NRL CEO Andrew Abdo said the game explored "all options" in an attempt to have the Telstra Women's Premiership played this year but its postponement has now been confirmed until early in 2022.
Abdo announced on this week that the fourth season of the newly expanded NRLW competition, which was due to begin in October, would be played early in the new year due to the COVID-19 pandemic in NSW.
This will impact on former Old Bar resident Holli Wheeler, who plays with St George-Illawarra and Gloucester's Tayla Predebon, who has signed with the Sydney Roosters. Kylie Hilder from Forster, the NSW women's State of Origin coach, has a coaching role with the Sydney Roosters.
The postponement of the newly expanded six-team competition will kick-start a bumper 2022 schedule that includes the Ampol Women's State of Origin, a fifth season of NRLW and the World Cup.
"The rescheduling provides us with an opportunity to create a full 12-month calendar for women's rugby league in 2022 and importantly means our athletes will not have to relocate," Abdo said.
"This [delay] presents an opportunity to build the profile of the women's game next year and we are looking forward to making the most of that opportunity.
"The decision highlights the commission's absolute commitment to ensuring the 2021 season is played."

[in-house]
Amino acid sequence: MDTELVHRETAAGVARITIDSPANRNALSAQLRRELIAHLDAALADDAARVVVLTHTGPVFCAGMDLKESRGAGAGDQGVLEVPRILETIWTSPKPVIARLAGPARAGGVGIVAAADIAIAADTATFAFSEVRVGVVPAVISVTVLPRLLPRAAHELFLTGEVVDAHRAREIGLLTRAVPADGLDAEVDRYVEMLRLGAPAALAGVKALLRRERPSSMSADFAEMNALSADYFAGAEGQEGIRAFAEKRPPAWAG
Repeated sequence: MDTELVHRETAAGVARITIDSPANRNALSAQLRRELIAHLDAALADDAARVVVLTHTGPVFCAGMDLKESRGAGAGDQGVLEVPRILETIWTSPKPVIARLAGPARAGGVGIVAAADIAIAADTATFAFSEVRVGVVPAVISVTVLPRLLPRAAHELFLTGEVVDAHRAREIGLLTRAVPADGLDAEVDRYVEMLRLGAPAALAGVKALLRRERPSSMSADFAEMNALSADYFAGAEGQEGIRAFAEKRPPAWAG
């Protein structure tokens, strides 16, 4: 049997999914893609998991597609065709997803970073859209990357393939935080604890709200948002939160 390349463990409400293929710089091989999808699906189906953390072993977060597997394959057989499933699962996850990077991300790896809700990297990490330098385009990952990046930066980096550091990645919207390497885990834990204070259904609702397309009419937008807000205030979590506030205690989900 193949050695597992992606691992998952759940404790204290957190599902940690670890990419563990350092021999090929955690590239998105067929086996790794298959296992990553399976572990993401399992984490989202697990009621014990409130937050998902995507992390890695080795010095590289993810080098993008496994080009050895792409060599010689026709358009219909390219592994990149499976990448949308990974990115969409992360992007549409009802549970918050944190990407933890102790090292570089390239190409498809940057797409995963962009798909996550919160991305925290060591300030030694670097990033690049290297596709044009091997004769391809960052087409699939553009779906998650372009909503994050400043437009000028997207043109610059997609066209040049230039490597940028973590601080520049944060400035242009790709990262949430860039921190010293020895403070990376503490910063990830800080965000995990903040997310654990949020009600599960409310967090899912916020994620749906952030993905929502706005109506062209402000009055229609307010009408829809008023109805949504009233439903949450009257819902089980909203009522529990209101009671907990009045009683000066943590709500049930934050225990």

Pre-season training for NRLW clubs was initially meant to begin on Monday but plans were scrapped due to the majority of players living in Greater Sydney's local government areas of concern directly affected by the recent outbreak in the state.
Abdo said increased COVID-19 cases, tighter border restrictions in Australia and the complex nature of female athletes being part-time players all contributed to the decision.
"We explored all avenues, but it is simply not possible," Abdo said.
"When the men's competition was relocated to Queensland there were 77 cases in NSW on that day.
We explored all avenues, but it is simply not possible.
"There's now consistently over 1000 cases a day and restrictions around border closures are much tighter than they were in the middle of the year.
"We also acknowledge that nearly all of our NRLW athletes are not full-time athletes.
"They have careers off the field that limit the ability to relocate for a long period of time and that's something we also considered carefully."
The NRL will also need to factor in the annual women's All Stars fixture around the postponed competition, while there will also need to be an agreement in place with the NSWRL and QRL around the lengths of their respective club seasons.
NRL.com understands NRLW players who secured deals for the 2021 season will remain contracted to their clubs, however, some movement is expected in squads given the latest changes.
The NRL is working with several relocated players from NRLW clubs on their returns both domestically and internationally, including seven from New Zealand who are currently based in Newcastle.
Like the Warriors' NRL side, they will wait on details around their return to New Zealand.
Most players who relocated from Queensland to NSW have already begun 14-day quarantines in Brisbane upon their return into the state.